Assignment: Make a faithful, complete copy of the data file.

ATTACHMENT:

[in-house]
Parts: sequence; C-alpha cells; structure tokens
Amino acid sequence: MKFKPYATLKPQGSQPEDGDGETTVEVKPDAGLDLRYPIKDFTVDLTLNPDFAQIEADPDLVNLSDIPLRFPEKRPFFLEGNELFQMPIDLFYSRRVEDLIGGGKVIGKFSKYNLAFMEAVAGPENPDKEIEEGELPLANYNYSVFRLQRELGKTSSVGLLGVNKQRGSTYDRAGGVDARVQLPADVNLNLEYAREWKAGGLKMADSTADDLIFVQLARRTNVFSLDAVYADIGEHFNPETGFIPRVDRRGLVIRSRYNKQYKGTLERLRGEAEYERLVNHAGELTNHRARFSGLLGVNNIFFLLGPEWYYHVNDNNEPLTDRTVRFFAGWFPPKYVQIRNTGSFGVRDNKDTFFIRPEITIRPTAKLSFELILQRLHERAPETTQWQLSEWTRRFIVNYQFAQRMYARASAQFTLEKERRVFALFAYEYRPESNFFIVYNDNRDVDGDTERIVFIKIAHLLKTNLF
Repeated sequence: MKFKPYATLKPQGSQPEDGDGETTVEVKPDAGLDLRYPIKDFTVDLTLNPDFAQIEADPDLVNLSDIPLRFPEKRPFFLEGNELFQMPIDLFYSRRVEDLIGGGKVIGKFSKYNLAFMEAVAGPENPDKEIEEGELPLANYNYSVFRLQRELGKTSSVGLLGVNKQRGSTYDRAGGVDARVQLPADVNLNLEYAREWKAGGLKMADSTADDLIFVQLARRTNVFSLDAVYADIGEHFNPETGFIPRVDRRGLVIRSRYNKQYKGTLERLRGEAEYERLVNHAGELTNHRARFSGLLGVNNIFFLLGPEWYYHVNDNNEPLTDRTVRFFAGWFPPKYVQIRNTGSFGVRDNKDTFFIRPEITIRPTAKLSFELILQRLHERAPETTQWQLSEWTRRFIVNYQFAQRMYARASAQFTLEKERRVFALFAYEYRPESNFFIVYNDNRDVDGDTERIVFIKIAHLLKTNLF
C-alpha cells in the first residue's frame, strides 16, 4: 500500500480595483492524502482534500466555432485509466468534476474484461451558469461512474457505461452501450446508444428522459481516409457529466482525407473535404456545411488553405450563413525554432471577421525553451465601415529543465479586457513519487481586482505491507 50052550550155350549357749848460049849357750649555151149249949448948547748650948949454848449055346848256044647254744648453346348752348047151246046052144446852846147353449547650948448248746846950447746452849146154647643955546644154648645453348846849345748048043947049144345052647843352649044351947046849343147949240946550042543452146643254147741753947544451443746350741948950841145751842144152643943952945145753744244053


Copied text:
[in-house]
Parts: sequence; C-alpha cells; structure tokens
Amino acid sequence: MKFKPYATLKPQGSQPEDGDGETTVEVKPDAGLDLRYPIKDFTVDLTLNPDFAQIEADPDLVNLSDIPLRFPEKRPFFLEGNELFQMPIDLFYSRRVEDLIGGGKVIGKFSKYNLAFMEAVAGPENPDKEIEEGELPLANYNYSVFRLQRELGKTSSVGLLGVNKQRGSTYDRAGGVDARVQLPADVNLNLEYAREWKAGGLKMADSTADDLIFVQLARRTNVFSLDAVYADIGEHFNPETGFIPRVDRRGLVIRSRYNKQYKGTLERLRGEAEYERLVNHAGELTNHRARFSGLLGVNNIFFLLGPEWYYHVNDNNEPLTDRTVRFFAGWFPPKYVQIRNTGSFGVRDNKDTFFIRPEITIRPTAKLSFELILQRLHERAPETTQWQLSEWTRRFIVNYQFAQRMYARASAQFTLEKERRVFALFAYEYRPESNFFIVYNDNRDVDGDTERIVFIKIAHLLKTNLF
Repeated sequence: MKFKPYATLKPQGSQPEDGDGETTVEVKPDAGLDLRYPIKDFTVDLTLNPDFAQIEADPDLVNLSDIPLRFPEKRPFFLEGNELFQMPIDLFYSRRVEDLIGGGKVIGKFSKYNLAFMEAVAGPENPDKEIEEGELPLANYNYSVFRLQRELGKTSSVGLLGVNKQRGSTYDRAGGVDARVQLPADVNLNLEYAREWKAGGLKMADSTADDLIFVQLARRTNVFSLDAVYADIGEHFNPETGFIPRVDRRGLVIRSRYNKQYKGTLERLRGEAEYERLVNHAGELTNHRARFSGLLGVNNIFFLLGPEWYYHVNDNNEPLTDRTVRFFAGWFPPKYVQIRNTGSFGVRDNKDTFFIRPEITIRPTAKLSFELILQRLHERAPETTQWQLSEWTRRFIVNYQFAQRMYARASAQFTLEKERRVFALFAYEYRPESNFFIVYNDNRDVDGDTERIVFIKIAHLLKTNLF
C-alpha cells in the first residue's frame, strides 16, 4: 500500500480595483492524502482534500466555432485509466468534476474484461451558469461512474457505461452501450446508444428522459481516409457529466482525407473535404456545411488553405450563413525554432471577421525553451465601415529543465479586457513519487481586482505491507 50052550550155350549357749848460049849357750649555151149249949448948547748650948949454848449055346848256044647254744648453346348752348047151246046052144446852846147353449547650948448248746846950447746452849146154647643955546644154648645453348846849345748048043947049144345052647843352649044351947046849343147949240946550042543452146643254147741753947544451443746350741948950841145751842144152643943952945145753744244053